Nothing radical about Odd Future’s hate speech at Pitchfork Music Fest
BY THOMAS CONNER Pop Music Criticemail@example.com July 17, 2011 9:00PM
Updated: May 9, 2012 9:38AM
For controversial rap group Odd Future, Sunday afternoon at the 2011 Pitchfork Music Festival began with a little damage control.
Less than an hour before taking the stage in Chicago’s Union Park, members of the group delivered boxes of cupcakes to the anti-violence organizations on site — the same organizations manning booths and handing out paper fans containing domestic violence resource information specifically to counter what they saw as dangerous expressions of hate, violence and homophobia in Odd Future’s music.
“They took some of the fans, too,” said Amanda Wapiennik with Family Shelter Service. “One of them said, ‘See, we’re nice.’ I said, ‘We never said you weren’t.’ ... That’s exactly the kind of dialogue and exchange we’re looking for.”
It was nice while it lasted.
Odd Future’s set, at the height of Sunday’s swelter, was rife with the usual foul language and appalling exhortations to violence and misogyny — lots of “smack you, bitch,” “f--- the police,” “f---in’ ‘ho,” happy tales of “punches to the stomach” and advice to “shoot that f---in’ nigga, aim for the head,” and I lost count of the number of times someone shouted “f---in’ bitch!” — even while they gave lip service to opposing voices. Group leader and breakout solo star Tyler the Creator, his left leg in a cast for a broken foot, said, “A big shoutout to the domestic violence groups out here.” This came as the echo of the latest “f---in’ bitch!” died away and right before the next song, “I Got a Gun (You Better Run).”
Shock tactics simply are in the young group’s DNA, and the 15-song set was thick with the confrontation that’s caused such a fuss all year around their mostly free online recordings and raucous live shows. Problem is, the shock and awe is all they brought. Odd Future knows how to engage a crowd with nasty talk, stage diving (even Tyler, in his cast) and the mystical bond between crowd and performer created by the middle finger, but musically the 45-minute set was a very average hip-hop show. (Big Boi, on this same stage and nearly same slot last year, brought so much more.)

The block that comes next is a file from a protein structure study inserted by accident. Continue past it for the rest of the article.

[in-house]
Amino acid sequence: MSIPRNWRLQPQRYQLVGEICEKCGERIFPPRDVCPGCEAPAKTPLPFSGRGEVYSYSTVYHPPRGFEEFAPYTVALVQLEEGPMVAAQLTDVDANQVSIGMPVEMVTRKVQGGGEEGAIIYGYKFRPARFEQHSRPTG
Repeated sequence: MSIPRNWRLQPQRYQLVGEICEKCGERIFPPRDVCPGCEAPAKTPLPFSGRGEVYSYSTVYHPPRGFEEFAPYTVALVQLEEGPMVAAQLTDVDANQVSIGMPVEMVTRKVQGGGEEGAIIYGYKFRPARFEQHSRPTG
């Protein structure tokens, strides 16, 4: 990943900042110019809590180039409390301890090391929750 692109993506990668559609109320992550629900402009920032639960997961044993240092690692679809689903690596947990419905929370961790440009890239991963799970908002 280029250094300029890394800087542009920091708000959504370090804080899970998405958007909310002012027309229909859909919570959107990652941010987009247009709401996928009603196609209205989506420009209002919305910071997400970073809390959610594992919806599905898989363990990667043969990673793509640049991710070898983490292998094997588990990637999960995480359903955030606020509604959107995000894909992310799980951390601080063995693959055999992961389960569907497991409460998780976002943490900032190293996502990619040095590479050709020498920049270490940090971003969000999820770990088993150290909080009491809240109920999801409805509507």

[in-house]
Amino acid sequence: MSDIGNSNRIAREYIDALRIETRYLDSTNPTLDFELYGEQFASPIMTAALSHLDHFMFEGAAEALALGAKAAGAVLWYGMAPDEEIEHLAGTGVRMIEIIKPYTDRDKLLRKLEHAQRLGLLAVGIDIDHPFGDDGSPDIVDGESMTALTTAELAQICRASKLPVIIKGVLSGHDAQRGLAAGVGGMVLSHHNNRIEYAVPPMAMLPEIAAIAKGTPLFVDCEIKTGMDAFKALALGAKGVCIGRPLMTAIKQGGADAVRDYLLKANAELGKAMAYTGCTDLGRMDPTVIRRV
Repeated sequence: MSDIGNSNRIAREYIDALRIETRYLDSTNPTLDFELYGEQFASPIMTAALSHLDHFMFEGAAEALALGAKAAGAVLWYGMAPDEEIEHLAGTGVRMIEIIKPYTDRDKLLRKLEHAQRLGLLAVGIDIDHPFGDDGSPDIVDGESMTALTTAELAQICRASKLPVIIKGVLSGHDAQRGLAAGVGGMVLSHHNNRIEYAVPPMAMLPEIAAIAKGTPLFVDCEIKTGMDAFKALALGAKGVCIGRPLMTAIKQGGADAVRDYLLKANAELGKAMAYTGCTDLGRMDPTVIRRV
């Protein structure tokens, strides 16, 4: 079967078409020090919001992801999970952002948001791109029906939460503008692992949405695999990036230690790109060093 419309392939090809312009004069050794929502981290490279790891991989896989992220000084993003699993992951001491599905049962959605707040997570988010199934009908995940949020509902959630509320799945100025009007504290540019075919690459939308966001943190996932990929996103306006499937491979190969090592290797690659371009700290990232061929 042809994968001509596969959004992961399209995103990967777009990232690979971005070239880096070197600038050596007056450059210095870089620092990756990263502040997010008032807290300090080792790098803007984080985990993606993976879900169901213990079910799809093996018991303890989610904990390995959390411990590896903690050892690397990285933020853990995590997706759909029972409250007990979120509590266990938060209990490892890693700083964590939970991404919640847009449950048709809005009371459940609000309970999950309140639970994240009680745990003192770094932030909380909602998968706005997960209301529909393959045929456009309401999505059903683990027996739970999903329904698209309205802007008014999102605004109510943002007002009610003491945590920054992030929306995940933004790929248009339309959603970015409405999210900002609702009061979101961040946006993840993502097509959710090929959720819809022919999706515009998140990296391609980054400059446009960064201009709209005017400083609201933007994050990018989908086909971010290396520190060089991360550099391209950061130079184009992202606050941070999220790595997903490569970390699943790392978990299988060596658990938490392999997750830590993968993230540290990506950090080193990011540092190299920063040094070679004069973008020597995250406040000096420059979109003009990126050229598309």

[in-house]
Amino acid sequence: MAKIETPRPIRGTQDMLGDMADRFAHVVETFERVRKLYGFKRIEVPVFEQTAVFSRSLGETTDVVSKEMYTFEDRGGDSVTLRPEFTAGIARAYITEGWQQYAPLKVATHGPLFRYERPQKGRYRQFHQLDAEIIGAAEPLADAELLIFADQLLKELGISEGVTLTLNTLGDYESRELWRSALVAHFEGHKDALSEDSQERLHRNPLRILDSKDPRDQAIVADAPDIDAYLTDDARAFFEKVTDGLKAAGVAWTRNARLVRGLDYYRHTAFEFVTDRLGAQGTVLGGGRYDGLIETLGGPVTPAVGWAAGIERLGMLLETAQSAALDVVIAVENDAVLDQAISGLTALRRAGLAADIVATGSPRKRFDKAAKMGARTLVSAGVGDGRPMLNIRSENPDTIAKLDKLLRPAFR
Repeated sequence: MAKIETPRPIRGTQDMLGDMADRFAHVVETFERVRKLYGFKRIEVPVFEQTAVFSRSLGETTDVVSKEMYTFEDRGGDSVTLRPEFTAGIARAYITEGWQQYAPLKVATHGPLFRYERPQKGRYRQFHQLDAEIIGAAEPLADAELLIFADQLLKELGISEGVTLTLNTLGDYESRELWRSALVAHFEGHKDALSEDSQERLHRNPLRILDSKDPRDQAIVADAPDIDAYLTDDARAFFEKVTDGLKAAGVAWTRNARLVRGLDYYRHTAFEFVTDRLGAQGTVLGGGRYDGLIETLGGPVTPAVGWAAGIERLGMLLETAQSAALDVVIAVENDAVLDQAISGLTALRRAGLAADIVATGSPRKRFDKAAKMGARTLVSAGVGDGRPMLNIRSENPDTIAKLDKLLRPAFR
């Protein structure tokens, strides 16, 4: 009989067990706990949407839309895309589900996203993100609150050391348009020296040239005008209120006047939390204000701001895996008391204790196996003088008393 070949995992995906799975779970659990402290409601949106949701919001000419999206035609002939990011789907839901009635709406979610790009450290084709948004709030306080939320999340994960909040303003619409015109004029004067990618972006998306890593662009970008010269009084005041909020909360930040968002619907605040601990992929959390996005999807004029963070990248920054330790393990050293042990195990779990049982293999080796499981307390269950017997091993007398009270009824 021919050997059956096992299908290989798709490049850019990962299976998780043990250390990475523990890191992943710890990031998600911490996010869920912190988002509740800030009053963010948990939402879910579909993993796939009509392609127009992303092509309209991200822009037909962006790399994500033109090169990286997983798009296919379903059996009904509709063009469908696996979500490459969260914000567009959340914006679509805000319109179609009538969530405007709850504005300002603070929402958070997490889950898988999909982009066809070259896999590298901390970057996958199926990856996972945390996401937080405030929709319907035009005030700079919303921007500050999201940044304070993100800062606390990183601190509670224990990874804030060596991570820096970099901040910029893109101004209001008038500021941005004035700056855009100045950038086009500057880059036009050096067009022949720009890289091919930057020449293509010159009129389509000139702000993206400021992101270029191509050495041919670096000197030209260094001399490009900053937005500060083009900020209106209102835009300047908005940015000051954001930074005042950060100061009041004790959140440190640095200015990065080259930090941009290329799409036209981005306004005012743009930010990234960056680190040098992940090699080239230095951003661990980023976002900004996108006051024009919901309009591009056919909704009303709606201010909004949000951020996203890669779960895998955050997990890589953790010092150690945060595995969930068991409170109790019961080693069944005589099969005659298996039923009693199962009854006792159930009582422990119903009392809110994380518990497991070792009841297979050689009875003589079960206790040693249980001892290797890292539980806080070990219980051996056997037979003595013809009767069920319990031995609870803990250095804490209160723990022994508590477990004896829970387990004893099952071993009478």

Members Left Brain and Hodgy Beats opened the show, dishing up a song from their reissued MellowHype album “Blackendwhite.” DJ Syd Tha Kid provided most of the beats and musical backing, thin as it usually was; Odd Future’s recordings sound much more inventive. At times, five members were prancing back and forth at the lip of the stage or diving over it. The whole thing was like watching a “Chinese fire drill,” but the often monotonous beats and hate speech was more like listening to Oi! (a punk subgenre) without guitars.
In the end, though, the rappers wanted us to know, as they repeated over and over, that they don’t care what you, me or anyone thinks of them. Before launching into “Pidgeons,” with its refrain of “Kill people, burn s---, f--- school,” Tyler dedicated “this beautiful song to everyone who don’t like me, every protester ... everyone writing a faggot-ass review of this show.” There was extra, unprintable advice for the latter, even though reviews like this one and other articles about the group’s controversy are likely the chief reason Odd Future has seen a spike in sales.
But of all the hot air, the most absurd thing the group shouted during “Radicals” may have been this:
“I’m radical! I’m f---in’ radical!” There’s really nothing radical about their potty mouths and juvenile gross-out humor. If anything, it’s old.